OSLO (Reuters) – Environmental groups launched an appeal on Monday after an Oslo court rejected their arguments that Norway’s oil and gas exploration in the Arctic violates citizens’ right to a clean environment.
Greenpeace and Nature and Youth disputed the Oslo District Court’s verdict last month, particularly that Norway could not be responsible for greenhouse gas emissions from the use of its oil and gas exported abroad.
The Oslo court said a 2015 licensing round that granted offshore exploration rights to companies including Statoil, Chevron, Lukoil and ConocoPhillips was acceptable under Norway’s anti-pollution laws.
“There is already enough carbon dioxide in the atmosphere to seriously damage our future,” said Truls Gulowsen, head of Greenpeace Norway, in launching the appeal.
“By opening up these pristine areas for oil exploration, Norway is effectively smuggling its emissions outside of its own borders and furthering climate change, which harms everyone, everywhere,” he said.
Greenpeace says the court battle is the first in the world to test whether climate change is a threat to rights enshrined in a nation’s constitution.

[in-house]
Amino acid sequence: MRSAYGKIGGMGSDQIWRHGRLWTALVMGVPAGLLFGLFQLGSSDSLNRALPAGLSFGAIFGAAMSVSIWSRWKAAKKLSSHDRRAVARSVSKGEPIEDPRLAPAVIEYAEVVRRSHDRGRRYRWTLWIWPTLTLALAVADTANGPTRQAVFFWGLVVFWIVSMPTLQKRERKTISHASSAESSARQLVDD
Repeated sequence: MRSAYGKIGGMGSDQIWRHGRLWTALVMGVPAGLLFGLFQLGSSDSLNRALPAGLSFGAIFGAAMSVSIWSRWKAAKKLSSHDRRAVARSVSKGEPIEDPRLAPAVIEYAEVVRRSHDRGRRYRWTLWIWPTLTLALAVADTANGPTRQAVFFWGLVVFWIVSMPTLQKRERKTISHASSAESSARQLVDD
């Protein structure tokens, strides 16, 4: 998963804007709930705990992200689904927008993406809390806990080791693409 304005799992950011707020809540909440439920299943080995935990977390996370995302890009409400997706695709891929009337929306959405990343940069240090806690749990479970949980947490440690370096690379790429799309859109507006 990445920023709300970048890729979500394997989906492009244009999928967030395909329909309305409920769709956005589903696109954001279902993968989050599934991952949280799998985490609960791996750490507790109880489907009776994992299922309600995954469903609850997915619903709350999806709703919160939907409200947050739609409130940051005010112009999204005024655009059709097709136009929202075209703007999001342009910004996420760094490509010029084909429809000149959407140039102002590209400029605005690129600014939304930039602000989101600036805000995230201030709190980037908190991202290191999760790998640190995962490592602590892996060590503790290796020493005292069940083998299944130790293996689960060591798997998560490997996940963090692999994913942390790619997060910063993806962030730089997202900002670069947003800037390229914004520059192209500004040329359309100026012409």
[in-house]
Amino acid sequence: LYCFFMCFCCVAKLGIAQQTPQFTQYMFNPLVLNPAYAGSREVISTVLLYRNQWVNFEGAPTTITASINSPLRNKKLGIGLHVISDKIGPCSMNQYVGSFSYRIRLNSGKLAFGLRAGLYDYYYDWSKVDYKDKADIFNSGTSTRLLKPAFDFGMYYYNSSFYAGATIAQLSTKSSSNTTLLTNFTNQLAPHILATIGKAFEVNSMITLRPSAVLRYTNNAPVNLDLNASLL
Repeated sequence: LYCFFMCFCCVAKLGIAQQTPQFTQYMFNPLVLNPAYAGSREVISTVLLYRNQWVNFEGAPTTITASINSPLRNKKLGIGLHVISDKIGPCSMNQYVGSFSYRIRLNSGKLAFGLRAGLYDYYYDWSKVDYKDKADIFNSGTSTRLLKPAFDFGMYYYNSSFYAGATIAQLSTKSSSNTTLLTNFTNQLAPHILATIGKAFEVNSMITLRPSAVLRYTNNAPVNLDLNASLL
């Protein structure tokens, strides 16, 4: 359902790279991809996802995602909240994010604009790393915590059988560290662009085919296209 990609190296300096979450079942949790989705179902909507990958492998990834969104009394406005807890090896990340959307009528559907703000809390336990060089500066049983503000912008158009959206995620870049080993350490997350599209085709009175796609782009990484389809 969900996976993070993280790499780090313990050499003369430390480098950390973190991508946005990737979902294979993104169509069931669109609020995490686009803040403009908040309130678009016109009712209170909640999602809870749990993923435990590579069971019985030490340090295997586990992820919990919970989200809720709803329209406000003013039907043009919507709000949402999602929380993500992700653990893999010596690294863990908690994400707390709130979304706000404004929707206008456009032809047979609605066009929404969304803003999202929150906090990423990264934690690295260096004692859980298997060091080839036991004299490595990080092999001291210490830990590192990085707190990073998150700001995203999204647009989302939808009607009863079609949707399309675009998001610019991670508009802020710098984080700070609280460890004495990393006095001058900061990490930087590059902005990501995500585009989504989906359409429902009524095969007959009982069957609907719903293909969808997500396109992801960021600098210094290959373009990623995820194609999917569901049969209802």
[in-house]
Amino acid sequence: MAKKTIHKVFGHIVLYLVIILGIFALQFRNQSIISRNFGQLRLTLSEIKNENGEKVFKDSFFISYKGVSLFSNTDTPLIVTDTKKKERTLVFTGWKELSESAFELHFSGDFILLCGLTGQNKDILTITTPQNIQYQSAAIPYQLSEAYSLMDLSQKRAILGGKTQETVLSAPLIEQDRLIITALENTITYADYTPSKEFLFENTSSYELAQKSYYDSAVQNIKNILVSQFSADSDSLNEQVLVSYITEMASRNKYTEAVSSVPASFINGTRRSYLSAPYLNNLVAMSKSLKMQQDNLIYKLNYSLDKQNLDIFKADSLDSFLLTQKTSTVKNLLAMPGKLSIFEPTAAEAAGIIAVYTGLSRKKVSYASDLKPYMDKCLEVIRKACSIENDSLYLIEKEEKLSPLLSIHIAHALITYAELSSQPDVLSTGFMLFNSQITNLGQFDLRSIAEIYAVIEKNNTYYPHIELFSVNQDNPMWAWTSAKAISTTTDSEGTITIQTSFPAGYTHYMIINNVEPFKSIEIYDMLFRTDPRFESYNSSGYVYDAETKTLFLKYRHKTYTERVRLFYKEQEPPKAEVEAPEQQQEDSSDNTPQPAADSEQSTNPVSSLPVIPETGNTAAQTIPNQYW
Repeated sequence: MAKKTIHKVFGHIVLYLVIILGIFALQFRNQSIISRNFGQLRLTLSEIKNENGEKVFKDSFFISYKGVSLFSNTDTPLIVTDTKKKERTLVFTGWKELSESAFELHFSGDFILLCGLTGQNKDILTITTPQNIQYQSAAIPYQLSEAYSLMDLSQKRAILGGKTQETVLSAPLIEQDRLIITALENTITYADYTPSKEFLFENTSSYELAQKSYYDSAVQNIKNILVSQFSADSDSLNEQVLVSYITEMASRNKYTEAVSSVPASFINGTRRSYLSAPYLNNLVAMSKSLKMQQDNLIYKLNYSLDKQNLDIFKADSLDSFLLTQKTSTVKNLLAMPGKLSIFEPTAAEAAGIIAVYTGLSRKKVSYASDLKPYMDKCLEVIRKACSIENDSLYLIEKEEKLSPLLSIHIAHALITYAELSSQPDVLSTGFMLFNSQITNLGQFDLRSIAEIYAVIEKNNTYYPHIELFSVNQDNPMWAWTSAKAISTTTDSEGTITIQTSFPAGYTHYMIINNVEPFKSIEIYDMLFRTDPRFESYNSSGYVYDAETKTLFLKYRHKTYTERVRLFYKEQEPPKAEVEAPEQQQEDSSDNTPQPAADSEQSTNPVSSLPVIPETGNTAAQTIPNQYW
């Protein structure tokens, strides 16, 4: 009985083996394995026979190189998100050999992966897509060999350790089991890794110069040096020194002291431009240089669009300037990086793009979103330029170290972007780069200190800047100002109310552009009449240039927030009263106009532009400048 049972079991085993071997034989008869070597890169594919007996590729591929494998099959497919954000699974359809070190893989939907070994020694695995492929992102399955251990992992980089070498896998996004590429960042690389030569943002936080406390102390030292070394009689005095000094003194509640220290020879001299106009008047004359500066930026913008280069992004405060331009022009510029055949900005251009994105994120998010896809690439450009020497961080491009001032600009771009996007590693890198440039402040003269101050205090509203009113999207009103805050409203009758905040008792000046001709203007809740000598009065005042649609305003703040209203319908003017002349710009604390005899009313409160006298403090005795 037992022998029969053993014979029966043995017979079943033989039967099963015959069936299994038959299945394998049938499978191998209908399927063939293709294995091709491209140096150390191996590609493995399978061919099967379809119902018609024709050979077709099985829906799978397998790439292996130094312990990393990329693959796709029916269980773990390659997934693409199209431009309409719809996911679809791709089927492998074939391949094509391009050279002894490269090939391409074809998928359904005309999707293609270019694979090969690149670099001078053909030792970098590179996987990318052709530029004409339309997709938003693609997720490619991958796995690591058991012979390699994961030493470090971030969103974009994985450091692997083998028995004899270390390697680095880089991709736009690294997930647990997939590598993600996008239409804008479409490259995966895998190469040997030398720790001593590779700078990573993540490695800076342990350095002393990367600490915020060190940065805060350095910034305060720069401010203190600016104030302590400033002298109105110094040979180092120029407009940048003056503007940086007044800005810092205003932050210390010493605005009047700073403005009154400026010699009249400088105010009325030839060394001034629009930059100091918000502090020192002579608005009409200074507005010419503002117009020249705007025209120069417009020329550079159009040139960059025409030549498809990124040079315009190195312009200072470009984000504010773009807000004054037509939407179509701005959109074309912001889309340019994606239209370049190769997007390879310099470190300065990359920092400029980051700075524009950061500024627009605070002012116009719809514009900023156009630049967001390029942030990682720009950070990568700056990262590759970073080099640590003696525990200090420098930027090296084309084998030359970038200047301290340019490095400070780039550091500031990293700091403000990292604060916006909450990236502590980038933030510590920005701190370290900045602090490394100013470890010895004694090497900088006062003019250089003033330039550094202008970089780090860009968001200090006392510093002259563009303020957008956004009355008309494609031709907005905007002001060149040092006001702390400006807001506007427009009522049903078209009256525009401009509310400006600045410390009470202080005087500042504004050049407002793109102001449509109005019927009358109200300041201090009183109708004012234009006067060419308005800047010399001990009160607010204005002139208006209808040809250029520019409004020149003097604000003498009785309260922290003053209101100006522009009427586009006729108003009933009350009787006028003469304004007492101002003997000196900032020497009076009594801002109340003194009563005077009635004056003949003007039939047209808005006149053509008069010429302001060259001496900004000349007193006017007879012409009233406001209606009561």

About 100 national constitutions around the world, including Norway‘s, include guarantees of a safe environment.
On January 4, the Oslo District court ruled against the two groups and ordered them to pay the state’s legal costs of 580,000 Norwegian crowns ($75,000). Since then, Greenpeace has raised about 300,000 crowns in donations.
A Facebook poll on the group’s website showed 95 percent support for an appeal and Greenpeace said the money involved shows the case is far more than a publicity stunt among greens.
The two groups appealed directly to Norway’s Supreme Court, hoping to bypass the Appeals Court. If the Supreme Court refuses to hear the case, it would go to the Appeals Court instead, they said.
Norway is western Europe’s largest producer and exporter of oil and gas and is looking ever further north. So far in the Arctic, it produces oil at Eni’s Goliat field and gas from Statoil’s Snoehvit.
Conservative Prime Minister Erna Solberg says the nation can keep pumping for decades while complying with the 2015 Paris climate agreement, which aims to end the fossil fuel era this century and replace it with renewable energies.
Reporting By Alister Doyle; Editing by Kirsten Donovan
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